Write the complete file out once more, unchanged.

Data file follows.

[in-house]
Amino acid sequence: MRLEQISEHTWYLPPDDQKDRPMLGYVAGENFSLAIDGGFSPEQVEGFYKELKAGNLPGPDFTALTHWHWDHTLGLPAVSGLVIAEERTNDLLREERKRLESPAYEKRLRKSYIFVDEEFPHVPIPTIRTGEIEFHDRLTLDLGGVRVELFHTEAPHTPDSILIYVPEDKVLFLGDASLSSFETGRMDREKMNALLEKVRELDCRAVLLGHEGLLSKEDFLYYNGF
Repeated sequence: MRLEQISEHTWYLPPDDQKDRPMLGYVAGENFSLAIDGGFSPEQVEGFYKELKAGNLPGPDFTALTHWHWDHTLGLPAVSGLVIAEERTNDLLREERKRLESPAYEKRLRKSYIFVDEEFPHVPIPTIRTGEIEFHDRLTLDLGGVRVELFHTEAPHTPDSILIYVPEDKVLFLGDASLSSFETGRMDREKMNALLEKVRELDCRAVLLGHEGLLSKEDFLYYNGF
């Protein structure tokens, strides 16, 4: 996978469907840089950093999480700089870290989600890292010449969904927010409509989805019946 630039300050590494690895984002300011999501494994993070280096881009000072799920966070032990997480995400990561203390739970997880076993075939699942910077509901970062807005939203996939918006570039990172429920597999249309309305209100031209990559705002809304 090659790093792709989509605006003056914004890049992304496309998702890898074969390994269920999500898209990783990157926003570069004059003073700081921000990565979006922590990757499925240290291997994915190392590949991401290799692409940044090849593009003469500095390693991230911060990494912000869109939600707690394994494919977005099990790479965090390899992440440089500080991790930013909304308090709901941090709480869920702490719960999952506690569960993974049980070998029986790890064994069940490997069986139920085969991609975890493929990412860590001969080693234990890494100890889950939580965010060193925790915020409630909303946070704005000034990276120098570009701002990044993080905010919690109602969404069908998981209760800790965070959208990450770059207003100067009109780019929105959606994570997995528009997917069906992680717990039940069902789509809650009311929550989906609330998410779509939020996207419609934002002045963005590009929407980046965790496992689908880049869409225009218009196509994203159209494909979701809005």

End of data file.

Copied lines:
[in-house]
Amino acid sequence: MRLEQISEHTWYLPPDDQKDRPMLGYVAGENFSLAIDGGFSPEQVEGFYKELKAGNLPGPDFTALTHWHWDHTLGLPAVSGLVIAEERTNDLLREERKRLESPAYEKRLRKSYIFVDEEFPHVPIPTIRTGEIEFHDRLTLDLGGVRVELFHTEAPHTPDSILIYVPEDKVLFLGDASLSSFETGRMDREKMNALLEKVRELDCRAVLLGHEGLLSKEDFLYYNGF
Repeated sequence: MRLEQISEHTWYLPPDDQKDRPMLGYVAGENFSLAIDGGFSPEQVEGFYKELKAGNLPGPDFTALTHWHWDHTLGLPAVSGLVIAEERTNDLLREERKRLESPAYEKRLRKSYIFVDEEFPHVPIPTIRTGEIEFHDRLTLDLGGVRVELFHTEAPHTPDSILIYVPEDKVLFLGDASLSSFETGRMDREKMNALLEKVRELDCRAVLLGHEGLLSKEDFLYYNGF
């Protein structure tokens, strides 16, 4: 996978469907840089950093999480700089870290989600890292010449969904927010409509989805019946 630039300050590494690895984002300011999501494994993070280096881009000072799920966070032990997480995400990561203390739970997880076993075939699942910077509901970062807005939203996939918006570039990172429920597999249309309305209100031209990559705002809304 090659790093792709989509605006003056914004890049992304496309998702890898074969390994269920999500898209990783990157926003570069004059003073700081921000990565979006922590990757499925240290291997994915190392590949991401290799692409940044090849593009003469500095390693991230911060990494912000869109939600707690394994494919977005099990790479965090390899992440440089500080991790930013909304308090709901941090709480869920702490719960999952506690569960993974049980070998029986790890064994069940490997069986139920085969991609975890493929990412860590001969080693234990890494100890889950939580965010060193925790915020409630909303946070704005000034990276120098570009701002990044993080905010919690109602969404069908998981209760800790965070959208990450770059207003100067009109780019929105959606994570997995528009997917069906992680717990039940069902789509809650009311929550989906609330998410779509939020996207419609934002002045963005590009929407980046965790496992689908880049869409225009218009196509994203159209494909979701809005």